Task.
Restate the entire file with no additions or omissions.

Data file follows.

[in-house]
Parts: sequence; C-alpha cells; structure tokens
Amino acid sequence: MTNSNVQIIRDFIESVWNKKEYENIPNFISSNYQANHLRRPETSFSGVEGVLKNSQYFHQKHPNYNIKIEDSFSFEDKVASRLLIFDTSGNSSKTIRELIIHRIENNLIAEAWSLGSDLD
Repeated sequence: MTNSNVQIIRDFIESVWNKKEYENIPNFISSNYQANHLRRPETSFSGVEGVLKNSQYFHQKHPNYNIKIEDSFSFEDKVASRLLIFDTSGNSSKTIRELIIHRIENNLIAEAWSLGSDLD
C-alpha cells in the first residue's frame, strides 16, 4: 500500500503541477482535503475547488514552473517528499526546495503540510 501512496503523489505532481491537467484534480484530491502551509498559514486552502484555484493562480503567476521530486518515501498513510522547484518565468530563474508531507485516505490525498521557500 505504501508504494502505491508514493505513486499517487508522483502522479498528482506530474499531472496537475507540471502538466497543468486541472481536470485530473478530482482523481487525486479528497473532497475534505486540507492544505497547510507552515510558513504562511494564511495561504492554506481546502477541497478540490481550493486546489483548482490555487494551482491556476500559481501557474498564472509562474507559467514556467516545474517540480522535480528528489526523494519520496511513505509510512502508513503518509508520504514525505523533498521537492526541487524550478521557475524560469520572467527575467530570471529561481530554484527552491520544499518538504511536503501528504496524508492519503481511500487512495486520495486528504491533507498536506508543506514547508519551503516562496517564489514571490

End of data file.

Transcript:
[in-house]
Parts: sequence; C-alpha cells; structure tokens
Amino acid sequence: MTNSNVQIIRDFIESVWNKKEYENIPNFISSNYQANHLRRPETSFSGVEGVLKNSQYFHQKHPNYNIKIEDSFSFEDKVASRLLIFDTSGNSSKTIRELIIHRIENNLIAEAWSLGSDLD
Repeated sequence: MTNSNVQIIRDFIESVWNKKEYENIPNFISSNYQANHLRRPETSFSGVEGVLKNSQYFHQKHPNYNIKIEDSFSFEDKVASRLLIFDTSGNSSKTIRELIIHRIENNLIAEAWSLGSDLD
C-alpha cells in the first residue's frame, strides 16, 4: 500500500503541477482535503475547488514552473517528499526546495503540510 501512496503523489505532481491537467484534480484530491502551509498559514486552502484555484493562480503567476521530486518515501498513510522547484518565468530563474508531507485516505490525498521557500 505504501508504494502505491508514493505513486499517487508522483502522479498528482506530474499531472496537475507540471502538466497543468486541472481536470485530473478530482482523481487525486479528497473532497475534505486540507492544505497547510507552515510558513504562511494564511495561504492554506481546502477541497478540490481550493486546489483548482490555487494551482491556476500559481501557474498564472509562474507559467514556467516545474517540480522535480528528489526523494519520496511513505509510512502508513503518509508520504514525505523533498521537492526541487524550478521557475524560469520572467527575467530570471529561481530554484527552491520544499518538504511536503501528504496524508492519503481511500487512495486520495486528504491533507498536506508543506514547508519551503516562496517564489514571490